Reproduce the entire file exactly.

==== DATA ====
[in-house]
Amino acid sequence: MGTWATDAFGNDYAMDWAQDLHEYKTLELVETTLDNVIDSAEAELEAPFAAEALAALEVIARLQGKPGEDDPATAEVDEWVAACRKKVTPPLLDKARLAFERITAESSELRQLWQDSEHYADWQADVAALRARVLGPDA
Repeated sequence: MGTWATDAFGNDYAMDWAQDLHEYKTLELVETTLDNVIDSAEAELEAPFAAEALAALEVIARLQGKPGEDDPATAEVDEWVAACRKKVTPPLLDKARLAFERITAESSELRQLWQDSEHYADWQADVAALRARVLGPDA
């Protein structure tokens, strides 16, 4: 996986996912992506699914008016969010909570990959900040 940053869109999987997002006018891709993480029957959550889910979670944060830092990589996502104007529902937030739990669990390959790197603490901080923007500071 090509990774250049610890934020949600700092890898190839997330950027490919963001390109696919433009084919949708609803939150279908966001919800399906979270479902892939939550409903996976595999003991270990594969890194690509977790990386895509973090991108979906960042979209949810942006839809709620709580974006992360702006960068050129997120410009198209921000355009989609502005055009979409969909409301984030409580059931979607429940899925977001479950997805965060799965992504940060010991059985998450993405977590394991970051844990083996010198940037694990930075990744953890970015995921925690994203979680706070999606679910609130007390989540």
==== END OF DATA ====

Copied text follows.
[in-house]
Amino acid sequence: MGTWATDAFGNDYAMDWAQDLHEYKTLELVETTLDNVIDSAEAELEAPFAAEALAALEVIARLQGKPGEDDPATAEVDEWVAACRKKVTPPLLDKARLAFERITAESSELRQLWQDSEHYADWQADVAALRARVLGPDA
Repeated sequence: MGTWATDAFGNDYAMDWAQDLHEYKTLELVETTLDNVIDSAEAELEAPFAAEALAALEVIARLQGKPGEDDPATAEVDEWVAACRKKVTPPLLDKARLAFERITAESSELRQLWQDSEHYADWQADVAALRARVLGPDA
């Protein structure tokens, strides 16, 4: 996986996912992506699914008016969010909570990959900040 940053869109999987997002006018891709993480029957959550889910979670944060830092990589996502104007529902937030739990669990390959790197603490901080923007500071 090509990774250049610890934020949600700092890898190839997330950027490919963001390109696919433009084919949708609803939150279908966001919800399906979270479902892939939550409903996976595999003991270990594969890194690509977790990386895509973090991108979906960042979209949810942006839809709620709580974006992360702006960068050129997120410009198209921000355009989609502005055009979409969909409301984030409580059931979607429940899925977001479950997805965060799965992504940060010991059985998450993405977590394991970051844990083996010198940037694990930075990744953890970015995921925690994203979680706070999606679910609130007390989540």